New Morning

Ralph Gleason, the esteemed music writer from back in the day, gushed over New Morning when it came out.

It came on the radio in the late afternoon and from the first note it was right. Bob Dylan bringing it all back home again.

I couldn’t believe it. There was no warning, only the knowledge that it had been, in fact, completed and was due out shortly. But there it was with that warm, rich, groovy sound and Bob singing out to all of us that everything is all right. “I’d be lost without you, and you know it’s true,” and I thought, what about us?

Then there was that great line about the locusts singing, “the man standing next to me, his head was exploding, while I was praying the pieces wouldn’t fall on me.” Ah, there we were. Back home again.

I guess we should cut Gleason a bit of slack given that New Morning followed the purposeful (?) awfulness of Self Portrait. In my opinion, his enthusiasm is a bit misplaced. New Morning is a minor effort, sort of touch and go, some hits, some misses. Nothing terrible, but really nothing in comparison to his earlier work (which of course is an unfair comparison, the earlier work being so great).

Clinton Heylin, in his Revolution in the Air, quotes Dylan from around the time of the New Morning sessions:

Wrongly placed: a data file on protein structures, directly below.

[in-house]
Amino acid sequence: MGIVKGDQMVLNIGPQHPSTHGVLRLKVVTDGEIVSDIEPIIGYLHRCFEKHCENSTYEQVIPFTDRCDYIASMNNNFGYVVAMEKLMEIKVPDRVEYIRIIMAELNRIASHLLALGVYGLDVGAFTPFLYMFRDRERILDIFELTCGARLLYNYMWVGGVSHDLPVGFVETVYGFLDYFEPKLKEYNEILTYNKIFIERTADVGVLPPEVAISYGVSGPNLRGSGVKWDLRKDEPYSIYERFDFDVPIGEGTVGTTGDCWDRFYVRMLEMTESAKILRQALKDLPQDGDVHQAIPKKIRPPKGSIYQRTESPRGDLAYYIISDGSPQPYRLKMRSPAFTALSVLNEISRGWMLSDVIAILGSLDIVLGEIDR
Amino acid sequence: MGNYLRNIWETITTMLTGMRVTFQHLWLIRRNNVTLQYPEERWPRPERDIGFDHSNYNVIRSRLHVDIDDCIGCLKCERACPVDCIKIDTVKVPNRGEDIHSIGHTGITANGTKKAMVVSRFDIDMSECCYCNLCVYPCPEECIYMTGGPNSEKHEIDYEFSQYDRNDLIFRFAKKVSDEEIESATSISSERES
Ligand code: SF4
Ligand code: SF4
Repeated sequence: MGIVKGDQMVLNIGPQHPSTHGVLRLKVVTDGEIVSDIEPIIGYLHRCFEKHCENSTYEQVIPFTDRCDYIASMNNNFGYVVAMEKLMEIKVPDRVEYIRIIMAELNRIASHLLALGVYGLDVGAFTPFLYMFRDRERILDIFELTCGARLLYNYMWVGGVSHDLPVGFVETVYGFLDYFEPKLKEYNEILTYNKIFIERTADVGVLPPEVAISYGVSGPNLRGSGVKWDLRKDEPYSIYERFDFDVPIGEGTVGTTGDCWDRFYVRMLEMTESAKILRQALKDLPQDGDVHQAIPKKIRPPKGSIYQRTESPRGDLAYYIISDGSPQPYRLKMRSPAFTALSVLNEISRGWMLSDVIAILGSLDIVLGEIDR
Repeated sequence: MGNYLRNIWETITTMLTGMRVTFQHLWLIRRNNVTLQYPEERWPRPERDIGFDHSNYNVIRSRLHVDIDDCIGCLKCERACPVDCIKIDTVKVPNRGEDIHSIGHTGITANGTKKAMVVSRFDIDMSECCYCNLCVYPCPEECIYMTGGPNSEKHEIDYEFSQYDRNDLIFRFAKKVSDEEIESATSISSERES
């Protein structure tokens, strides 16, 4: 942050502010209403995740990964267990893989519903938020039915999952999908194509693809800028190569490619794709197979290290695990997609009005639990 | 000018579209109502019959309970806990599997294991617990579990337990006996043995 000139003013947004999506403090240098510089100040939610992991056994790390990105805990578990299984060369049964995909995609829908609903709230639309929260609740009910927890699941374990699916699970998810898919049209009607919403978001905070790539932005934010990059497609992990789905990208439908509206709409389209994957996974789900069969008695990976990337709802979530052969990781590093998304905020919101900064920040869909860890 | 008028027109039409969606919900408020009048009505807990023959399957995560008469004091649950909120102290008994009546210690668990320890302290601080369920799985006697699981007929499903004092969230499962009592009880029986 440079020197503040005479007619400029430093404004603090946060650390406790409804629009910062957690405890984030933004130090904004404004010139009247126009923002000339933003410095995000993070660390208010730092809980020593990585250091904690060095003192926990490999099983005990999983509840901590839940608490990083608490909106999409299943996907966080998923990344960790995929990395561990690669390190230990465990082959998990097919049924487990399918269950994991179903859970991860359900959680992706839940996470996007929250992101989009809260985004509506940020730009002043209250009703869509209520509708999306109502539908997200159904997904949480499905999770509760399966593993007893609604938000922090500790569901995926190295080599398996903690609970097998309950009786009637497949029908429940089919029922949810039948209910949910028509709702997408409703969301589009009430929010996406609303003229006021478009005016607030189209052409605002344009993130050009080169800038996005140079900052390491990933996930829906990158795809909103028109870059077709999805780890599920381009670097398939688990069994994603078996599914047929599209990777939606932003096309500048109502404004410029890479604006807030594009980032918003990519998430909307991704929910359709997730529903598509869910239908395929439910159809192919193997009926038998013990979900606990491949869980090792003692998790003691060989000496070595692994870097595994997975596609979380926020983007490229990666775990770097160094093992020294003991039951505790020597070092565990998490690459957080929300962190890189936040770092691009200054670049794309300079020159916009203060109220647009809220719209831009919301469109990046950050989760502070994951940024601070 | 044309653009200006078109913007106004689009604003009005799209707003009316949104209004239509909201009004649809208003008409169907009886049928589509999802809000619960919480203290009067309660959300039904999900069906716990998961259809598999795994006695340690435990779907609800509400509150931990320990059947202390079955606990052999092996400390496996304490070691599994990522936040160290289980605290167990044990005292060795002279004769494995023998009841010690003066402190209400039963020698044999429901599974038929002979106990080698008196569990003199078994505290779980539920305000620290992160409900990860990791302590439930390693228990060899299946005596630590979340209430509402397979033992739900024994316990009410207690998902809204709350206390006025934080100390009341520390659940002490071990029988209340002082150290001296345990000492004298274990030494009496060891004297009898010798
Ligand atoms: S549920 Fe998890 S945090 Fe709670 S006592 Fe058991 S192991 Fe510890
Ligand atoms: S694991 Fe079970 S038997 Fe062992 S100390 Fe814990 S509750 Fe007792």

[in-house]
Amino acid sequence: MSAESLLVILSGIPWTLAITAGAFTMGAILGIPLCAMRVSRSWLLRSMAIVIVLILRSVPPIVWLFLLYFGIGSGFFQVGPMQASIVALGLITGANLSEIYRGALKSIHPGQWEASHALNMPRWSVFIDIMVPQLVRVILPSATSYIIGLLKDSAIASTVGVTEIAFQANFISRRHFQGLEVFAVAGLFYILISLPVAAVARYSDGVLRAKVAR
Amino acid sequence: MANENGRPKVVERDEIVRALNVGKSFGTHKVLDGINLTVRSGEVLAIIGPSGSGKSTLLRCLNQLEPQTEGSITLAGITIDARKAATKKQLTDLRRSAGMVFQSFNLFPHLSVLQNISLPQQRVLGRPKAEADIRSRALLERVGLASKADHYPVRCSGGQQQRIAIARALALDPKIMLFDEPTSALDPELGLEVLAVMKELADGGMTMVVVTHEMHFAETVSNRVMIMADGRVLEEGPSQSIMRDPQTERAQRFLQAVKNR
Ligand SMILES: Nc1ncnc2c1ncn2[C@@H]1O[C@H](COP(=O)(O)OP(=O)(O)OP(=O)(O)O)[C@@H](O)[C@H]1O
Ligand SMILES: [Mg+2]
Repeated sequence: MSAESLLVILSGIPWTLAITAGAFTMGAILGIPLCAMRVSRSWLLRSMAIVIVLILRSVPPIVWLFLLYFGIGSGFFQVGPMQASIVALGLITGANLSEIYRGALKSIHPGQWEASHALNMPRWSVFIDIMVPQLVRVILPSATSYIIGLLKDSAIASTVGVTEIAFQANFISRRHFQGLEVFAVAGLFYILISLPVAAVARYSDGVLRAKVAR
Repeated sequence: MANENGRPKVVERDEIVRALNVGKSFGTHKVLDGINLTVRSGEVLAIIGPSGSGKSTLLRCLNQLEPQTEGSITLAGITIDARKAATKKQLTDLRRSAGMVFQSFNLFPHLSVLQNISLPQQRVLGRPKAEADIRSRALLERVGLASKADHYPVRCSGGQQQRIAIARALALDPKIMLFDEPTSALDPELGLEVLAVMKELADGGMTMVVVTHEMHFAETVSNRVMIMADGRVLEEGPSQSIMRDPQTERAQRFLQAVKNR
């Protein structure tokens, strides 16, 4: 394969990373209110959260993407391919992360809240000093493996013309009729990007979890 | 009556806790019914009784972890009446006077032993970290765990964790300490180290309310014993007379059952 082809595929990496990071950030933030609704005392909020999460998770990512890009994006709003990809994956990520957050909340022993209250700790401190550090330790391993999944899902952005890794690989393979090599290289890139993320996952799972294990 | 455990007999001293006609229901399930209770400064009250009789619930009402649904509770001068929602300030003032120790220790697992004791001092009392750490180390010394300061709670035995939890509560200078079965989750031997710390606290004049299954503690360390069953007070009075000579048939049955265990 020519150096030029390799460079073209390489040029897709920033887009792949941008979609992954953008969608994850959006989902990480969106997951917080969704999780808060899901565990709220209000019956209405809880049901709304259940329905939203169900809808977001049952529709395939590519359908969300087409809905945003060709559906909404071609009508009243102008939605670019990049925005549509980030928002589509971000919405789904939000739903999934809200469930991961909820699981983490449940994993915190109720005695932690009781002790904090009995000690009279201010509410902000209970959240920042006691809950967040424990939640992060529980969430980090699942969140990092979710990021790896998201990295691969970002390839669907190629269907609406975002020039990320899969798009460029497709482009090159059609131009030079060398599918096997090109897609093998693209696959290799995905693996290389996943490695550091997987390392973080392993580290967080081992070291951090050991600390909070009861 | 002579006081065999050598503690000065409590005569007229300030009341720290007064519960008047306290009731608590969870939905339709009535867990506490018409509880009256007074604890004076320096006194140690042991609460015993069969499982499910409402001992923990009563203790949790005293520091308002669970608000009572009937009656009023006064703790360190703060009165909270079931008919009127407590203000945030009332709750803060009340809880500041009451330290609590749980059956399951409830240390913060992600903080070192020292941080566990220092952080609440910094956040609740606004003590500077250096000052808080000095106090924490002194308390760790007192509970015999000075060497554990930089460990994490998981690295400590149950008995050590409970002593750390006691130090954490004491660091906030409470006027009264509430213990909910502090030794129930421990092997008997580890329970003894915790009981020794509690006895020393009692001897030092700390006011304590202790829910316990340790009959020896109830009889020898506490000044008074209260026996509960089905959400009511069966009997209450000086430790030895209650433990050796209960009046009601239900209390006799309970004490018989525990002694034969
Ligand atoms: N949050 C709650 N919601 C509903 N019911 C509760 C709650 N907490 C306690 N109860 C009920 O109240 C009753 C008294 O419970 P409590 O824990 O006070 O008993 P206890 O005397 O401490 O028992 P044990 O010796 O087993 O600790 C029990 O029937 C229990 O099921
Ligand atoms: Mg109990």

After the accident, I started thinking about …how short life is. I’d just lay there listening to the birds chirping. Kids playing in the neighbor’s yard or rain falling on the window. I realized how much I missed.

Dylan in converstion with Sam Shepard 1986

Dylan biographer Howard Soundes interviewed one of the musicians on the recording, Charlie Daniels. “Anything you threw at [Bob], he could sing…It was such a nice thing, such a great day, hour after hours. It wasn’t just Bob Dylan and George Harrison [who was at some of the sessions]. It was four guys in the studio making music.”

At least three songs were written for a play by Archibald MacLeish but were not used because, according to some sources, they were not delivered on time. According to Dylan (in the Biograph notes), he withdrew from the project after MacLeish expressed reservations about the song Father of Night.

Dylan recorded a slew of songs around the time of New Morning that didn’t make the record, such as Tomorrow is Such a Long Time, Watching the River Flow, When I Paint My Masterpiece, Spanish Is the Loving Tongue. All arguably superior to anything on New Morning.

Additional Reading.

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